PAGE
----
THURSDAY THOUGHT ……
I was in Maynooth on Thursday last for a meeting and later in the day I attended a talk given by Archbishop Timothy Dolan – the Archbishop of New York. It was a talk arranged through Maynooth College to mark the “Year of The Priest”.
Archbishop Dolan spoke well and convincingly about priesthood. He spoke about his own joy around being a priest and mentioned that someone once asked what was needed in a priest, to which the reply came “someone who can smile”! There’s no doubt a smile goes a long way. I actually upgraded my phone during the week and it has a camera included. I noticed a little “face” on the settings of the camera and clicked on it. I then tried to take a photo (of myself since there was nobody else there) but the camera did not work. I pressed the button several times but nothing happened. I smiled, thinking this camera was a mistake and then “click”. A picture (quickly deleted 🙂 ) was taken. It was then I realised the little face, when selected, meant the camera was looking for a smile before a picture could be taken. Seemingly even gadgets know the importance of a smile!
Of course there was more to Archbishop Dolan’s talk – he spoke of the need to have identity as priest and mentioned Maxmilian Kolbe when he volunteered his life in place of another. The soldier demanded to know who he was. Archbishop Dolan said he did not say “I am Maxmilian Kolbe”, neither did he say “I am prisoner number 16770” but instead said “I am a Catholic priest”. It was his identity and calling as priest that made him step forward in the crowd. This identity in some way meant that he had to respond to a situation. We search for that awareness of identity – not just as priests – but all of us, so that what we are and what we believe in may shape our lives and give direction to our journey.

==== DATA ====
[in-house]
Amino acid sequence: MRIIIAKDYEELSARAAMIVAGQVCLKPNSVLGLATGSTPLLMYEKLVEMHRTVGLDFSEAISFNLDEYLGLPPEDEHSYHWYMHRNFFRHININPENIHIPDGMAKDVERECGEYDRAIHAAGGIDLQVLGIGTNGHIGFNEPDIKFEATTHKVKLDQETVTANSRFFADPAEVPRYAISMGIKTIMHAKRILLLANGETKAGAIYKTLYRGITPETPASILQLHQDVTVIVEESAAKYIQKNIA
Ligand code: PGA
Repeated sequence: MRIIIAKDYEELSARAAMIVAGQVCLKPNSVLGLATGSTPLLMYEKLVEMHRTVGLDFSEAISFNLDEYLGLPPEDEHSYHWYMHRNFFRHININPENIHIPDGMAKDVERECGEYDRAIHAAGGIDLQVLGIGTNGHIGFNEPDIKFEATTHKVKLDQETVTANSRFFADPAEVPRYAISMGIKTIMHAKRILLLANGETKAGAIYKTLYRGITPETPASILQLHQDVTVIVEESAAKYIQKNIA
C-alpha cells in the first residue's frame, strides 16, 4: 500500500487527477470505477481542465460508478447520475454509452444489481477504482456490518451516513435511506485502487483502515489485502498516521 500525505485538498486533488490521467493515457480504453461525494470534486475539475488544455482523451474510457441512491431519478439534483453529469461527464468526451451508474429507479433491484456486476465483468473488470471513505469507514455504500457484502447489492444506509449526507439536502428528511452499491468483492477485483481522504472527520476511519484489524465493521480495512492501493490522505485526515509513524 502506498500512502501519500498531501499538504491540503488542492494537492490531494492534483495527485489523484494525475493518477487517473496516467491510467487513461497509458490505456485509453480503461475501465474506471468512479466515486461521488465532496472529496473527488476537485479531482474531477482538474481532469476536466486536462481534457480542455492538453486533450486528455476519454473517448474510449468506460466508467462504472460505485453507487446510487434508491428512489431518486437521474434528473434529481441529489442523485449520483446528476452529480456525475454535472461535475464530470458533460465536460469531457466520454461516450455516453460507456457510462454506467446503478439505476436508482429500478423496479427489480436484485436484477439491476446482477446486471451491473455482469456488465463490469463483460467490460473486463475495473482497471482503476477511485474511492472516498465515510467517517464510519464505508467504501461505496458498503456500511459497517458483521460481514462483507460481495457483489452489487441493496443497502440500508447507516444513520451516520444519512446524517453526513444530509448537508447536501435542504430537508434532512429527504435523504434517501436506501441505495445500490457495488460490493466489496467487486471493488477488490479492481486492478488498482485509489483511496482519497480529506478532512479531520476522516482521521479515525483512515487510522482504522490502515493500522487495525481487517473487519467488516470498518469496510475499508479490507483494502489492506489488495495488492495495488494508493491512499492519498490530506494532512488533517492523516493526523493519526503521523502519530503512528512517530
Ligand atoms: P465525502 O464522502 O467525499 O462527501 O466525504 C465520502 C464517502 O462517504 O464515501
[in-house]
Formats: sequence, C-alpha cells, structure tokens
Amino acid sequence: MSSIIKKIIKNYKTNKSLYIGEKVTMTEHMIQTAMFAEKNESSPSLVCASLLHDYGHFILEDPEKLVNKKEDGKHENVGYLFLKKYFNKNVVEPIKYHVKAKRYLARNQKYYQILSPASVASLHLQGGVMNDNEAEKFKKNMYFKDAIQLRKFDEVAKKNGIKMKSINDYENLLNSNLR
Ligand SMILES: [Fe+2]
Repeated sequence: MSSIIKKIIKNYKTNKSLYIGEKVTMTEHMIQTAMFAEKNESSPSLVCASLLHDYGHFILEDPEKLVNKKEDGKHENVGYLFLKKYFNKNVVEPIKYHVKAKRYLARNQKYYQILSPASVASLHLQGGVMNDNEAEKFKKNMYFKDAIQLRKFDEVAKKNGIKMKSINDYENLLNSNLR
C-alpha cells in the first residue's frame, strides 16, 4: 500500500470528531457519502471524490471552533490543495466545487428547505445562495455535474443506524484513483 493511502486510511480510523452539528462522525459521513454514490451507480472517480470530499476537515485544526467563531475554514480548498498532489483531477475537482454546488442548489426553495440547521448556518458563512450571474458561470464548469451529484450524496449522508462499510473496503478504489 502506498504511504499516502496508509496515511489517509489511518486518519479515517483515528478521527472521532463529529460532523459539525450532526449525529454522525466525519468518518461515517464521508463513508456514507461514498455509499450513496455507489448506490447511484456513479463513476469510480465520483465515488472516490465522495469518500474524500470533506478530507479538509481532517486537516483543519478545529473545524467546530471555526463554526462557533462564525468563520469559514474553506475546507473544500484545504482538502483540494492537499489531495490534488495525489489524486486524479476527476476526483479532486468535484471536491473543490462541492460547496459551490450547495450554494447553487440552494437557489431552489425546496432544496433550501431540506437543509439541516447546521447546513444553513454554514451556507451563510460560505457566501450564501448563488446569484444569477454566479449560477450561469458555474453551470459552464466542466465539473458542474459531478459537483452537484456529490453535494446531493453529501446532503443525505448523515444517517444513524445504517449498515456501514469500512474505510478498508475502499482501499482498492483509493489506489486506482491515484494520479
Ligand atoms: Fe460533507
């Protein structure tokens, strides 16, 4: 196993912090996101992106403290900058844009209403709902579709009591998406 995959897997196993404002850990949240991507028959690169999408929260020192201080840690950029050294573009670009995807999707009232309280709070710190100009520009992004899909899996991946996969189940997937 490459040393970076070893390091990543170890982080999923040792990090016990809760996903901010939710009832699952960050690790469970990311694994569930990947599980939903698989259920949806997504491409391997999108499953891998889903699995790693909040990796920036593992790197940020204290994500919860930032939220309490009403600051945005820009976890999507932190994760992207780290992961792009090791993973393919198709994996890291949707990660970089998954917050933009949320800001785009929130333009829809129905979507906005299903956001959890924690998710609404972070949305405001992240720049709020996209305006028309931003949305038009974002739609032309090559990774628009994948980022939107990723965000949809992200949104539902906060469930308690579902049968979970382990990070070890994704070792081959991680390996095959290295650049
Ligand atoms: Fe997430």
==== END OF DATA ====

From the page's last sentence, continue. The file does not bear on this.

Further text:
FROM A POWERFUL SPEAKER TO A POWERLESS FRIDAY …..
On Friday morning, I woke up without the aid of a clock radio. Woke up, I should say, a bit on the late side. Looking accusingly at the radio as much as to say “you let me down”, it was in darkness. I switched on the light but nothing happened. There was a powercut. I wondered at what stage of the night did this happen? I began to think of the church in darkness for Mass, no amplification, no heat (though heat wasn’t really needed) and the possibility of a powerless day. I wondered was it a planned outage or had something happened during the night. I tried to remember if there had been a little postcard from ESB, advising that power would be out on Friday May 28th but felt certain they hadn’t bothered to let me know. Tommy Marren would fill me in on MWR but then realised I’d not hear Tommy Marren since – yeah, the power was gone! Ah well, we’d manage. There were others in the area who would be much more affected by this since they’d have families to get ready for the day, meals to prepare and so much to be done …..
I got up and walked around a powerless room. Half an hour later I came down the stairs and the light was on in my hallway. Strange! Then I checked the fuseboard. The fuse for upstairs had tripped. Not alone was the problem not nationwide or parish wide – it wasn’t even “house” wide 🙂
Sometimes the problem and its solution is more local than we think ….